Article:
Strachitunt PDO is a cheese made with whole raw cow’s milk cheese from two milkings by presamic acid coagulation, double raw curds, soft, fatty, blue, matured for at least 75 days.
Strachítunt is cylindrical in shape and has flat tops and bottoms, a diameter of 25-28 cm, a straight or slightly convex side 15-18 cm high and a weight of 4-6 kg. The rind is yellowish or reddish tending towards grey, occasionally mould-ripened, wrinkled and dry with traces of perforation. The inner body is straw-yellow and may have bluish-green marbling and creamy streaks caused by proteolysis. It is soft and moist and may have small eyes. The flavour is tangy with pungent notes that vary in intensity according to how long the cheese is matured (the mould multiplies and tends to give off a slight bitter aroma). With brief maturing, mildness predominates and creates a very delicate flavour. On the nose the cheese has notes of warm milk, butter and mushrooms. Nose and palate are both very long.
Cheese produced with whole raw cow’s milk from two milkings by presamic acid coagulation with a blend of two curds, one from the evening milking, the other from the morning. The milk has to come from cattle raised in farms in the area of production, and 90% of these have to be of the Bruno Alpina breed and bred on grass and hay, 65% of which has to come form the Strachítunt production zone. The use of corn silage and total or part-skimming. The milk from the evening milking is processed using a technique similar to that for all Stracchino cheeses. Calf’s rennet is inoculated at a temperature of 36-37 °C, in some cases with local native starter cultures. The milk coagulates for 20-30 minutes, after which the curd is left to cool and drain in linen cloths overnight (12 hours at about 18°C) in rooms where the humidity is high (80%) and the temperature exceeds 10°C. Twelve hours later, a second curd is prepared from a fresh milking and broken directly into the caldron to produce large hazelnut-sized lumps. The two curds are layered in round moulds, alternating the fresh warm one with the cold one from the night before, the latter being crumbled evenly over the former. This process is usually continued until five layers of curd have been formed, three from the morning and two from the night before. After the top layer has been added, the cheese is left to rest for 30-45 minutes. It is then turned over and, after 24 hours, branded with the STV mark.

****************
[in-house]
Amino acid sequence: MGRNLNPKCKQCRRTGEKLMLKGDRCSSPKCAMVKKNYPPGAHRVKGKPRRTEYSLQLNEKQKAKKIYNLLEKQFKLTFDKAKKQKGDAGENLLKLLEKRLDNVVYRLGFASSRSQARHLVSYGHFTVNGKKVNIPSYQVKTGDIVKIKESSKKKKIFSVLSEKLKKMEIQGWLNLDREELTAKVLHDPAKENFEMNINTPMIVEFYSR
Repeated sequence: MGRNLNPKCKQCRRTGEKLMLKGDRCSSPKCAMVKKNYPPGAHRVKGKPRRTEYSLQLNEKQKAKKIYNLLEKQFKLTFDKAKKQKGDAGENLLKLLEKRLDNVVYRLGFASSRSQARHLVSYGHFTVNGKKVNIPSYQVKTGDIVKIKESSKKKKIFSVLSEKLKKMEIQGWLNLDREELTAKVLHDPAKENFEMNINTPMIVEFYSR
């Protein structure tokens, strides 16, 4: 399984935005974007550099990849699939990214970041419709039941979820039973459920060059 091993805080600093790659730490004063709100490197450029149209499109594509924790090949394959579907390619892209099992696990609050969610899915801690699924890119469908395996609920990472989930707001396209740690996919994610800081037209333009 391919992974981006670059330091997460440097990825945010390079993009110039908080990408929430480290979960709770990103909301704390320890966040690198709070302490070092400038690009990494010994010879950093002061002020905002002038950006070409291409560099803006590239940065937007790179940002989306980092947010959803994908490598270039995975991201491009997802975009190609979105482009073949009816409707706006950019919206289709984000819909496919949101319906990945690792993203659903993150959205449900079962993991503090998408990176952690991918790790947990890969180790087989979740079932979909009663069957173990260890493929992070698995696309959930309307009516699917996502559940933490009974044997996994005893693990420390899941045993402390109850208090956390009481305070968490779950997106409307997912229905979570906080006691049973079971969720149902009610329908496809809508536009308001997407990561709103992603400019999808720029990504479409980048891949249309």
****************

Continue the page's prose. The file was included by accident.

The cheese is ripened and dry-salted, first immediately in the evening, then a second time the following morning. It is branded with the STV mark during the first six days after dry-salting of the top and bottom and sides of the cheese, then ripened at a temperature of 4-10° C for at least 75 days. After about 30 days, the cheese is perforated to allow the moulds to develop; since the two curds have different consistencies they fail to amalgamate well and leave small spaces, which fill with air following perforation. It is precisely in these spaces that the natural moulds begin to bloom and the operation may be repeated to favour marbling.
The cheese is produced all year round in the province of Bergamo in the communes of Blello, Gerosa, Taleggio and Vedeseta.
Strachítunt is the ancestor of Gorgonzola and is a member of the Stracchino family, the son of the founder, as it were. It would appear to have been created to recover leftovers from the making of Stracchino. In the old days in fact when there wasn’t enough curd to make a whole cheese, any left over was hung up and layered with the curd from the subsequent milling in round moulds. Hence the so-called “two curd” method, different from the one used to make Stracchino.